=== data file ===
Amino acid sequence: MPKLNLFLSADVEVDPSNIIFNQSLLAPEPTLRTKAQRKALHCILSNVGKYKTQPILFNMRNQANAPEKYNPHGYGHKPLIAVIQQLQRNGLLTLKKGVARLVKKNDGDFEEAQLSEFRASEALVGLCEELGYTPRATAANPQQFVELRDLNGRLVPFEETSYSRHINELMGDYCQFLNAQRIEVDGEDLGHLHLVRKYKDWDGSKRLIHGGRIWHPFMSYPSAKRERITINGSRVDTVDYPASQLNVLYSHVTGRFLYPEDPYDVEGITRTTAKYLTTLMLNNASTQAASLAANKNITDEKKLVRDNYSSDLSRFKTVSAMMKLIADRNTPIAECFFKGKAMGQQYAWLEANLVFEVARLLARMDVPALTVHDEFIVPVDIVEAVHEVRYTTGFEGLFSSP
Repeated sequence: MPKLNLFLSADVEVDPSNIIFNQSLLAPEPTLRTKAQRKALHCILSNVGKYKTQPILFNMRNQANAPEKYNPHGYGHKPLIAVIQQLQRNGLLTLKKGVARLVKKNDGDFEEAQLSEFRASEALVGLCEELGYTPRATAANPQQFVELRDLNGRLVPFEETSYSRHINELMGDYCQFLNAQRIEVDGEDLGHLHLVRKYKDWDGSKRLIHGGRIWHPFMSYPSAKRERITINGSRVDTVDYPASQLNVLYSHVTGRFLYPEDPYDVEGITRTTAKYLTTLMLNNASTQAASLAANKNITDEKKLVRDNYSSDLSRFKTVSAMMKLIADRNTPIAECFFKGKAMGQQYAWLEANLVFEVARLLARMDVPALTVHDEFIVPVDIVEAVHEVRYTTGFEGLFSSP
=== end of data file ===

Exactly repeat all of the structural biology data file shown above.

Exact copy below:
Amino acid sequence: MPKLNLFLSADVEVDPSNIIFNQSLLAPEPTLRTKAQRKALHCILSNVGKYKTQPILFNMRNQANAPEKYNPHGYGHKPLIAVIQQLQRNGLLTLKKGVARLVKKNDGDFEEAQLSEFRASEALVGLCEELGYTPRATAANPQQFVELRDLNGRLVPFEETSYSRHINELMGDYCQFLNAQRIEVDGEDLGHLHLVRKYKDWDGSKRLIHGGRIWHPFMSYPSAKRERITINGSRVDTVDYPASQLNVLYSHVTGRFLYPEDPYDVEGITRTTAKYLTTLMLNNASTQAASLAANKNITDEKKLVRDNYSSDLSRFKTVSAMMKLIADRNTPIAECFFKGKAMGQQYAWLEANLVFEVARLLARMDVPALTVHDEFIVPVDIVEAVHEVRYTTGFEGLFSSP
Repeated sequence: MPKLNLFLSADVEVDPSNIIFNQSLLAPEPTLRTKAQRKALHCILSNVGKYKTQPILFNMRNQANAPEKYNPHGYGHKPLIAVIQQLQRNGLLTLKKGVARLVKKNDGDFEEAQLSEFRASEALVGLCEELGYTPRATAANPQQFVELRDLNGRLVPFEETSYSRHINELMGDYCQFLNAQRIEVDGEDLGHLHLVRKYKDWDGSKRLIHGGRIWHPFMSYPSAKRERITINGSRVDTVDYPASQLNVLYSHVTGRFLYPEDPYDVEGITRTTAKYLTTLMLNNASTQAASLAANKNITDEKKLVRDNYSSDLSRFKTVSAMMKLIADRNTPIAECFFKGKAMGQQYAWLEANLVFEVARLLARMDVPALTVHDEFIVPVDIVEAVHEVRYTTGFEGLFSSP